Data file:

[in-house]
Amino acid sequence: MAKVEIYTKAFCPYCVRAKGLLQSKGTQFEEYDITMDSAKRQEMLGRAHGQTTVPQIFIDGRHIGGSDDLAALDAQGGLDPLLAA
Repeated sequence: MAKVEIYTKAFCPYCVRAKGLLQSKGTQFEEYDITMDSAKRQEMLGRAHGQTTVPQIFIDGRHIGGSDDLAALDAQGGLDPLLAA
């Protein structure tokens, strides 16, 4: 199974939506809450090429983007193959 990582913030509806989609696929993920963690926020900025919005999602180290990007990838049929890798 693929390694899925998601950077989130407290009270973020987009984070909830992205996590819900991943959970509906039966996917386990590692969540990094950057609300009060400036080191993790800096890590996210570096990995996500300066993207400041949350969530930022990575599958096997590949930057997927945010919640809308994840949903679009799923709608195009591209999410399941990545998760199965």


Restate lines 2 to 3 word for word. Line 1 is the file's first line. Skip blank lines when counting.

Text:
Amino acid sequence: MAKVEIYTKAFCPYCVRAKGLLQSKGTQFEEYDITMDSAKRQEMLGRAHGQTTVPQIFIDGRHIGGSDDLAALDAQGGLDPLLAA
Repeated sequence: MAKVEIYTKAFCPYCVRAKGLLQSKGTQFEEYDITMDSAKRQEMLGRAHGQTTVPQIFIDGRHIGGSDDLAALDAQGGLDPLLAA